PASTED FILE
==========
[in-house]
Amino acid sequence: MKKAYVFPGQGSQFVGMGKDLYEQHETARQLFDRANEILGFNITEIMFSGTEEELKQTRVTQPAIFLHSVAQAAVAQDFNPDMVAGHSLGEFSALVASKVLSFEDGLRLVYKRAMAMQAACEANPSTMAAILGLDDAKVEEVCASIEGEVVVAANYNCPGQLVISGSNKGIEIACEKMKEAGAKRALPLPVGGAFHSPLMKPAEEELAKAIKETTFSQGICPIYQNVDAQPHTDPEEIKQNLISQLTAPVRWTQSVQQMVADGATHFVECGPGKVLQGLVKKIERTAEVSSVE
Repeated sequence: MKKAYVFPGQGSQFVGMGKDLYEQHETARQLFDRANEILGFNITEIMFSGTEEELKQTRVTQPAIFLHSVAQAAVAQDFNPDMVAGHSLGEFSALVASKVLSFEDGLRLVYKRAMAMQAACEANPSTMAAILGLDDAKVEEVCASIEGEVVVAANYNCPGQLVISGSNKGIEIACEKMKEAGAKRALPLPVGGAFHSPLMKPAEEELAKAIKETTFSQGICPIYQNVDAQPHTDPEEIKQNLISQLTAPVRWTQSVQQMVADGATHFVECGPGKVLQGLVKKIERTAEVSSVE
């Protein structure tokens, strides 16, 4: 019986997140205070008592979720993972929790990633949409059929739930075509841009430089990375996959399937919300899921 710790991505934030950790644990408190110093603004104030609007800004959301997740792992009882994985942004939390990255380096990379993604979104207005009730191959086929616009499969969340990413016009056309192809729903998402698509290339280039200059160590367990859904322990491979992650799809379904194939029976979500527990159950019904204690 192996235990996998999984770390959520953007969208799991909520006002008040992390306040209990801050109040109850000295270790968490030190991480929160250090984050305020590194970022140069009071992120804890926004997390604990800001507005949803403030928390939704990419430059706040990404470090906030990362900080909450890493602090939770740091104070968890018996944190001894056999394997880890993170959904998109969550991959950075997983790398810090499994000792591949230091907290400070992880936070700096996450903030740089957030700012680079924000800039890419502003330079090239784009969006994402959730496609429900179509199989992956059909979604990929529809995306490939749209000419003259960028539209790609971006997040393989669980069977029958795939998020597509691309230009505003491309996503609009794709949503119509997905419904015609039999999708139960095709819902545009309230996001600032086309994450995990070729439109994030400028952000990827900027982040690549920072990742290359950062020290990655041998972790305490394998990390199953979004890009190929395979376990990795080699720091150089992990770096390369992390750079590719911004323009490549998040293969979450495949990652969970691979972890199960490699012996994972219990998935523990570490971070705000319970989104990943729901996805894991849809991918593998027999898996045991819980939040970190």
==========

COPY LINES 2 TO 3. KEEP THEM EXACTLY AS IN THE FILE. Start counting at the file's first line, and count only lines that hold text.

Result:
Amino acid sequence: MKKAYVFPGQGSQFVGMGKDLYEQHETARQLFDRANEILGFNITEIMFSGTEEELKQTRVTQPAIFLHSVAQAAVAQDFNPDMVAGHSLGEFSALVASKVLSFEDGLRLVYKRAMAMQAACEANPSTMAAILGLDDAKVEEVCASIEGEVVVAANYNCPGQLVISGSNKGIEIACEKMKEAGAKRALPLPVGGAFHSPLMKPAEEELAKAIKETTFSQGICPIYQNVDAQPHTDPEEIKQNLISQLTAPVRWTQSVQQMVADGATHFVECGPGKVLQGLVKKIERTAEVSSVE
Repeated sequence: MKKAYVFPGQGSQFVGMGKDLYEQHETARQLFDRANEILGFNITEIMFSGTEEELKQTRVTQPAIFLHSVAQAAVAQDFNPDMVAGHSLGEFSALVASKVLSFEDGLRLVYKRAMAMQAACEANPSTMAAILGLDDAKVEEVCASIEGEVVVAANYNCPGQLVISGSNKGIEIACEKMKEAGAKRALPLPVGGAFHSPLMKPAEEELAKAIKETTFSQGICPIYQNVDAQPHTDPEEIKQNLISQLTAPVRWTQSVQQMVADGATHFVECGPGKVLQGLVKKIERTAEVSSVE